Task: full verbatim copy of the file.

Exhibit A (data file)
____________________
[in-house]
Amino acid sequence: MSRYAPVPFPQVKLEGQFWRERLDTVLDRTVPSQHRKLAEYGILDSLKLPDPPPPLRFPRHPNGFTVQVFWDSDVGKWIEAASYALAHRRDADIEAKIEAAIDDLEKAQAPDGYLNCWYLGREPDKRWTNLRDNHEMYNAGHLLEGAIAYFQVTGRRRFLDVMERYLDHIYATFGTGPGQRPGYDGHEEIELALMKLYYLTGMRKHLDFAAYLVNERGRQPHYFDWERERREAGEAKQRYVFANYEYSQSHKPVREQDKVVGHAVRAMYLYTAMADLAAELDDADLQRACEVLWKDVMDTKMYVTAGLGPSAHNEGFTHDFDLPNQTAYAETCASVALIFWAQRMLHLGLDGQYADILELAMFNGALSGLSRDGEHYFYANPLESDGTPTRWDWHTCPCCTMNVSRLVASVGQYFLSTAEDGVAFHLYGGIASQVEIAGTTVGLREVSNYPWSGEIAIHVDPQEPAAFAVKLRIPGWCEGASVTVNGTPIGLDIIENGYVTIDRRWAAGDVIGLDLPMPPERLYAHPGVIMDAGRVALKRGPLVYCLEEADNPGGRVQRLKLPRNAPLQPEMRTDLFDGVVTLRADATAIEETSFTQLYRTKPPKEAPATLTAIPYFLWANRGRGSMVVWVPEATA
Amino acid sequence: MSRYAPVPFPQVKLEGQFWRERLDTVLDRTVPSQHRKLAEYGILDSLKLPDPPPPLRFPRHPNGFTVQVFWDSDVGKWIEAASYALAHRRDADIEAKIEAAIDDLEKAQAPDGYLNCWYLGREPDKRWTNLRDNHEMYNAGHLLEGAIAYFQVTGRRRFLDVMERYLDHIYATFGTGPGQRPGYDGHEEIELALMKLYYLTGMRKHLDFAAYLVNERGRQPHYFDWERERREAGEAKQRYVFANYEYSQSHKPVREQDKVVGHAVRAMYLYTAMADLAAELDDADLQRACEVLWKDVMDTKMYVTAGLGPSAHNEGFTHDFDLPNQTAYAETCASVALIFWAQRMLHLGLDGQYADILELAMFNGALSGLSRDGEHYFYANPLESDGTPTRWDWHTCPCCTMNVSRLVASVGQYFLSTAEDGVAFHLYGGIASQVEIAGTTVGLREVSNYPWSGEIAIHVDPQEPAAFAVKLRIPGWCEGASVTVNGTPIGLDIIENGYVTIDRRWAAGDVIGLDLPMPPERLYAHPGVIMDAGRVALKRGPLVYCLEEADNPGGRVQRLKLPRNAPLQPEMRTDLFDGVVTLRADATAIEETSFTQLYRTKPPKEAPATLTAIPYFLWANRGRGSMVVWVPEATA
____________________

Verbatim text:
[in-house]
Amino acid sequence: MSRYAPVPFPQVKLEGQFWRERLDTVLDRTVPSQHRKLAEYGILDSLKLPDPPPPLRFPRHPNGFTVQVFWDSDVGKWIEAASYALAHRRDADIEAKIEAAIDDLEKAQAPDGYLNCWYLGREPDKRWTNLRDNHEMYNAGHLLEGAIAYFQVTGRRRFLDVMERYLDHIYATFGTGPGQRPGYDGHEEIELALMKLYYLTGMRKHLDFAAYLVNERGRQPHYFDWERERREAGEAKQRYVFANYEYSQSHKPVREQDKVVGHAVRAMYLYTAMADLAAELDDADLQRACEVLWKDVMDTKMYVTAGLGPSAHNEGFTHDFDLPNQTAYAETCASVALIFWAQRMLHLGLDGQYADILELAMFNGALSGLSRDGEHYFYANPLESDGTPTRWDWHTCPCCTMNVSRLVASVGQYFLSTAEDGVAFHLYGGIASQVEIAGTTVGLREVSNYPWSGEIAIHVDPQEPAAFAVKLRIPGWCEGASVTVNGTPIGLDIIENGYVTIDRRWAAGDVIGLDLPMPPERLYAHPGVIMDAGRVALKRGPLVYCLEEADNPGGRVQRLKLPRNAPLQPEMRTDLFDGVVTLRADATAIEETSFTQLYRTKPPKEAPATLTAIPYFLWANRGRGSMVVWVPEATA
Amino acid sequence: MSRYAPVPFPQVKLEGQFWRERLDTVLDRTVPSQHRKLAEYGILDSLKLPDPPPPLRFPRHPNGFTVQVFWDSDVGKWIEAASYALAHRRDADIEAKIEAAIDDLEKAQAPDGYLNCWYLGREPDKRWTNLRDNHEMYNAGHLLEGAIAYFQVTGRRRFLDVMERYLDHIYATFGTGPGQRPGYDGHEEIELALMKLYYLTGMRKHLDFAAYLVNERGRQPHYFDWERERREAGEAKQRYVFANYEYSQSHKPVREQDKVVGHAVRAMYLYTAMADLAAELDDADLQRACEVLWKDVMDTKMYVTAGLGPSAHNEGFTHDFDLPNQTAYAETCASVALIFWAQRMLHLGLDGQYADILELAMFNGALSGLSRDGEHYFYANPLESDGTPTRWDWHTCPCCTMNVSRLVASVGQYFLSTAEDGVAFHLYGGIASQVEIAGTTVGLREVSNYPWSGEIAIHVDPQEPAAFAVKLRIPGWCEGASVTVNGTPIGLDIIENGYVTIDRRWAAGDVIGLDLPMPPERLYAHPGVIMDAGRVALKRGPLVYCLEEADNPGGRVQRLKLPRNAPLQPEMRTDLFDGVVTLRADATAIEETSFTQLYRTKPPKEAPATLTAIPYFLWANRGRGSMVVWVPEATA